This week is the 2nd annual Martin-Daddy explore the northwoods week in Northern Minnesota. We drag the canoe up for the girls to go on a BWCA trip and bum around waiting for them to come out. The first night we stayed at Banning State Park, which is about 60 miles south of Duluth on the Kettle River.
Martin along the Kettle River.
We stayed in a what they call a camping cabin – a cabin with a table and two bunk beds – no plumbing, no electricity. Good on rainy days or to keep bugs out and to have room to stretch around.
We made some foil dinners.
We took the trail that was not recommended for young children – although shortly after the beginning of the trail we saw a family retreating with a stroller! I guess the vertical climbs 20 feet up rock faces was a bit too much for the stroller. This is the friendly portion of the trail.
The trail led to a rapids and we sat and watched a bunch of kayakers shoot through the rapids, most stayed head side up.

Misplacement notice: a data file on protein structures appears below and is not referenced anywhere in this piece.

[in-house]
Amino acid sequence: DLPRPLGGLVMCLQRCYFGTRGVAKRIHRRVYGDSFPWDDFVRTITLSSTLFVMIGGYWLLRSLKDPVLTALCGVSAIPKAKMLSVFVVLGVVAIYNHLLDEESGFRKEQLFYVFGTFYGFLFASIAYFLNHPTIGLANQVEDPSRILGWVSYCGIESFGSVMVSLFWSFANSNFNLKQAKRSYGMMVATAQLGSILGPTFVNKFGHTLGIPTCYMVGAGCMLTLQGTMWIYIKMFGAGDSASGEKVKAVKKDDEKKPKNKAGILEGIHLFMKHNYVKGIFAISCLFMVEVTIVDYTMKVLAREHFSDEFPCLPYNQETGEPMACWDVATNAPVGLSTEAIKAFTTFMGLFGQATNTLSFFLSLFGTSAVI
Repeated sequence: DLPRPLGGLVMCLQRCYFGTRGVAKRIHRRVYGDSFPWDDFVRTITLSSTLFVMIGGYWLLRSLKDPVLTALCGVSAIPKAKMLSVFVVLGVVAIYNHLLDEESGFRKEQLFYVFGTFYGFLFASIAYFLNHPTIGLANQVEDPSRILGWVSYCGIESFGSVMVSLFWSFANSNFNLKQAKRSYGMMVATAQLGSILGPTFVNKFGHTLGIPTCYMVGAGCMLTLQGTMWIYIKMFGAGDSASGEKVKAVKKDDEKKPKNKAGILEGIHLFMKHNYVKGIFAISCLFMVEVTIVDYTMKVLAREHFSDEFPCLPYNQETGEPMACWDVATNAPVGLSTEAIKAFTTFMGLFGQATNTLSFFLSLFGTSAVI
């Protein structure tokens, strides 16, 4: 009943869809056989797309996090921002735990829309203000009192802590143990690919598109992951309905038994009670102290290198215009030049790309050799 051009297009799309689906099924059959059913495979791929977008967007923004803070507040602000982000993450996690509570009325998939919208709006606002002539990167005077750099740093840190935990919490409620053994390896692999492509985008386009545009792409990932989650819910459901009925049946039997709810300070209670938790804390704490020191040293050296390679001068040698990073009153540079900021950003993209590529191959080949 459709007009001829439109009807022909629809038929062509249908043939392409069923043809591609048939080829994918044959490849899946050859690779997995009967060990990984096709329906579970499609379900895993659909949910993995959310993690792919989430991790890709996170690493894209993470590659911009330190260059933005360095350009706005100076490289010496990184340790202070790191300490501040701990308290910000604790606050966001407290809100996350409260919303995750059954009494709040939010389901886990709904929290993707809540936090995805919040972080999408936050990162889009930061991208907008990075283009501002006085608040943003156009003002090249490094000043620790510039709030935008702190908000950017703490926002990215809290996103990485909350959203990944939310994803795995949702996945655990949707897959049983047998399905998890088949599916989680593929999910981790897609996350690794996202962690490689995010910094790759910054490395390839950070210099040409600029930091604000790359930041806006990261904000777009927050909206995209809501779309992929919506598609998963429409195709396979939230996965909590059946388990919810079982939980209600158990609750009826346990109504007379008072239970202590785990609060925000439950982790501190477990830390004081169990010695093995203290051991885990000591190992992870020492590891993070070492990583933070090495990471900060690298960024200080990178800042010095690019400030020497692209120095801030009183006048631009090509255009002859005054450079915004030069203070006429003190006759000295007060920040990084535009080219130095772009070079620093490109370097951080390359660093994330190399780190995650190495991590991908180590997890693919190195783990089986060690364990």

Martin points to a kettle – a geologic formation formed by rocks swirling in a hole until they drill down in the sandstone, making a pretty good cooking kettle in reverse.
A look up through the bottom of the kettle Martin pointed at in the previous picture. Most of the work was done about 10,000 years ago with the draining of glacial Lake Duluth.
The park was home to a turn-of-the-century quarry. Martin took us through the interpretive hike.
This shot is looking inside the power house. It was a rather apocalyptic scene to view the ruins with trees growing inside the ruins of the building.
Before the power house, the holes were created by hand and blasted with black powder.
The woods were full of blooming trillium.